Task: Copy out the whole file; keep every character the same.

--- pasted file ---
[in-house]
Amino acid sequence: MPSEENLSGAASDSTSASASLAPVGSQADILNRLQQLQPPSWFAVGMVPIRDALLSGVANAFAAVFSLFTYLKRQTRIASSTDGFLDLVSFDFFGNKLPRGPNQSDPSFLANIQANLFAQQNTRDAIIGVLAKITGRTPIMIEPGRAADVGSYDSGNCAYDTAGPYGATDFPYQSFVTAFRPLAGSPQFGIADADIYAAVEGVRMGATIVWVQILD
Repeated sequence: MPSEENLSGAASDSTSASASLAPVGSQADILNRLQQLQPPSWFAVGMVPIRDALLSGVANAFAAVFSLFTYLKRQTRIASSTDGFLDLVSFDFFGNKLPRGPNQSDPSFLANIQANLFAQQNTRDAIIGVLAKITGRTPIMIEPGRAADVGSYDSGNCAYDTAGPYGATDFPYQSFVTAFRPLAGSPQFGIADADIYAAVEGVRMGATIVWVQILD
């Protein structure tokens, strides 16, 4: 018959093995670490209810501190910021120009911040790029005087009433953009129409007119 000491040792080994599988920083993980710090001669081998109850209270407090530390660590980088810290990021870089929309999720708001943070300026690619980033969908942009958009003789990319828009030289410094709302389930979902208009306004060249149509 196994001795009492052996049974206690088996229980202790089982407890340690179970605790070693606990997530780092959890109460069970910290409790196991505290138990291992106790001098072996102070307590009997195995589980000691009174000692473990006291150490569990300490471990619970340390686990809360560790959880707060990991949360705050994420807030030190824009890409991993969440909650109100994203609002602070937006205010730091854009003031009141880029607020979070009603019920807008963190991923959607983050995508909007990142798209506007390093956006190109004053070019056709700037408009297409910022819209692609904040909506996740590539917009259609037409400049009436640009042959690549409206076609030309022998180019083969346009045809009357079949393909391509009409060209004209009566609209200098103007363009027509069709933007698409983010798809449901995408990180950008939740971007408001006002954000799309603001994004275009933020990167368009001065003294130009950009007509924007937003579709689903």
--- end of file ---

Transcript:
[in-house]
Amino acid sequence: MPSEENLSGAASDSTSASASLAPVGSQADILNRLQQLQPPSWFAVGMVPIRDALLSGVANAFAAVFSLFTYLKRQTRIASSTDGFLDLVSFDFFGNKLPRGPNQSDPSFLANIQANLFAQQNTRDAIIGVLAKITGRTPIMIEPGRAADVGSYDSGNCAYDTAGPYGATDFPYQSFVTAFRPLAGSPQFGIADADIYAAVEGVRMGATIVWVQILD
Repeated sequence: MPSEENLSGAASDSTSASASLAPVGSQADILNRLQQLQPPSWFAVGMVPIRDALLSGVANAFAAVFSLFTYLKRQTRIASSTDGFLDLVSFDFFGNKLPRGPNQSDPSFLANIQANLFAQQNTRDAIIGVLAKITGRTPIMIEPGRAADVGSYDSGNCAYDTAGPYGATDFPYQSFVTAFRPLAGSPQFGIADADIYAAVEGVRMGATIVWVQILD
């Protein structure tokens, strides 16, 4: 018959093995670490209810501190910021120009911040790029005087009433953009129409007119 000491040792080994599988920083993980710090001669081998109850209270407090530390660590980088810290990021870089929309999720708001943070300026690619980033969908942009958009003789990319828009030289410094709302389930979902208009306004060249149509 196994001795009492052996049974206690088996229980202790089982407890340690179970605790070693606990997530780092959890109460069970910290409790196991505290138990291992106790001098072996102070307590009997195995589980000691009174000692473990006291150490569990300490471990619970340390686990809360560790959880707060990991949360705050994420807030030190824009890409991993969440909650109100994203609002602070937006205010730091854009003031009141880029607020979070009603019920807008963190991923959607983050995508909007990142798209506007390093956006190109004053070019056709700037408009297409910022819209692609904040909506996740590539917009259609037409400049009436640009042959690549409206076609030309022998180019083969346009045809009357079949393909391509009409060209004209009566609209200098103007363009027509069709933007698409983010798809449901995408990180950008939740971007408001006002954000799309603001994004275009933020990167368009001065003294130009950009007509924007937003579709689903």